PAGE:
Over the last few weeks, Russell County Hospital has provided 12-20 monoclonal antibody treatments per day to COVID patients, locally and those coming as far as Tennessee.
Known to many as “the infusion” that is provided to high-risk individuals positive for COVID-19, the treatment has provided success for a lot of people in the community and surrounding areas to avoid severe cases of COVID infection.
But now with what is reported as a nationwide shortage of the treatment, RCH CEO Patrick Branco said the hospital still plans to provide as many treatments as possible for COVID patients.
Branco said he was notified last Monday that “something had changed” within the state and when he checked with the pharmacy where the hospital typically orders the monoclonal antibody treatment, the pharmacy told him that it didn’t look like they would be able to get it from their normal provider.
Branco said he was told the Governor was shifting the supply and distribution to the state health department.
Branco said he was surprised by the news, and he reached out to the Kentucky Hospital Association. Branco said they were also surprised by the news.
“We don’t know a whole lot about how this will change, but we do know that none of the hospitals in the state are going to be able to order from the primary source anymore and it’s going to go through a state distribution plan,” Branco said.
For a hospital that utilizes these treatments frequently for people who have COVID and are deemed high-risk, this has the potential to create challenges.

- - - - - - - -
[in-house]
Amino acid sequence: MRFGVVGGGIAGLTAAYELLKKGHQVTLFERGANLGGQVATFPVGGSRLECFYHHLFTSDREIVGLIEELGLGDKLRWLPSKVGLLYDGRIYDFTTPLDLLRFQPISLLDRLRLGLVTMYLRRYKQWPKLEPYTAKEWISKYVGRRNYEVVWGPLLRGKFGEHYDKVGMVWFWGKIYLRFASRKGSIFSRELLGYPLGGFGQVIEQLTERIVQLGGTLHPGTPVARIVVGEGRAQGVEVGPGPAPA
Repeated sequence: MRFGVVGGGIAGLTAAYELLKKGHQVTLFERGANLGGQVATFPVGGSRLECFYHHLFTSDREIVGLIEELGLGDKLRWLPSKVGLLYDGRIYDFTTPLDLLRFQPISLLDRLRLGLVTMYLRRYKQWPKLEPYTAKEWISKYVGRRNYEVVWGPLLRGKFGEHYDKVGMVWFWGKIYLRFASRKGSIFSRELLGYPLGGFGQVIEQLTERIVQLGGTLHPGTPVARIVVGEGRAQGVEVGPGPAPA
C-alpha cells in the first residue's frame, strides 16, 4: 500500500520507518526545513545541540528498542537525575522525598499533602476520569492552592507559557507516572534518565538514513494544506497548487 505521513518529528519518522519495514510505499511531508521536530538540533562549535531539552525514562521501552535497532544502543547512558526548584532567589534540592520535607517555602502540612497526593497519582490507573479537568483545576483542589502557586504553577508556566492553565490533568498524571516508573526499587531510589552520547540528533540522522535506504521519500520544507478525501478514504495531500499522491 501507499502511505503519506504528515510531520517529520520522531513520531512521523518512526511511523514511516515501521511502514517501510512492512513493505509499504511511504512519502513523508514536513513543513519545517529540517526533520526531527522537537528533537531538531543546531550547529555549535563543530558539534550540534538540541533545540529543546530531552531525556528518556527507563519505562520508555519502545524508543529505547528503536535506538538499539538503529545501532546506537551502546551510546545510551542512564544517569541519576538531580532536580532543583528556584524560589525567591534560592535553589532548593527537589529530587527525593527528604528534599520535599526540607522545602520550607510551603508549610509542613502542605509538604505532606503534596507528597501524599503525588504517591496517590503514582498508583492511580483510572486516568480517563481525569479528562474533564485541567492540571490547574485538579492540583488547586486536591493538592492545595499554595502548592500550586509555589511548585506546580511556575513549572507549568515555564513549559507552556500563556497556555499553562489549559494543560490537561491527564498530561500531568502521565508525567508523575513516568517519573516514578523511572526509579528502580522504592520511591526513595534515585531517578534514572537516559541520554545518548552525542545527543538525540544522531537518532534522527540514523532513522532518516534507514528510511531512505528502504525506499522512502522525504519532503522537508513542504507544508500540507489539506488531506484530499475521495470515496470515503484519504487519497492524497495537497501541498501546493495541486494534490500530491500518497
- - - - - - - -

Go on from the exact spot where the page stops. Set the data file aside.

“I expressed my frustration about that because I think we’ve been doing a good job, providing about 12-20 treatments per day seven days a week,” Branco said. “People are coming from far and wide to come here because they know we have it, we give it, and we take care of those patients who come here to get it. We haven’t turned people away. We had one patient come up from Tennessee because their doctor ordered the treatment and they said they knew we would be able to take care of them.”
The hospital has a supply of the treatments that should last several days, Branco said, and the hospital is able to distribute them.
“I have been reassured by the KHA that in their discussions with the state commissioner of health, we should be able to get the treatment medication in the future,” Branco said. “I’m sure the change in process will slow it down some, but I hope it isn’t too long and our existing supply will last long enough so there is no disruption. That said, it can change in a moment’s notice.”
Branco said he was frustrated earlier this year with COVID vaccine supply and distribution, particularly when it came to rural hospitals like Russell County Hospital. He said he hopes a similar situation doesn’t occur again with the antibody treatment.
“With the vaccine, they were limiting distribution to more of the urban centers,” Branco said. “Some of us rural facilities who had been on a pretty fast pace of getting the vaccines out were put on hold. That disrupted what we were doing where we were doing a pretty good job of getting people vaccinated. Then we got turned off for a month. That disrupted things. I’m hopeful that we don’t encounter a similar kind of disruption or rationing this time.
I want everyone to know and understand it’s my job to fight for our community, our county, and the patients we serve. I don’t give up easily, so if they don’t want us to be a major distribution center, I’ll fight to be a minor distribution center. I’ll keep finding a way and if I have to knock on the Governor’s door and ask for special attention, I’m not above that either. I would be happy to plead our case. Thank heavens we’ve had enough supply to take care of the people we serve here and I want that to continue.”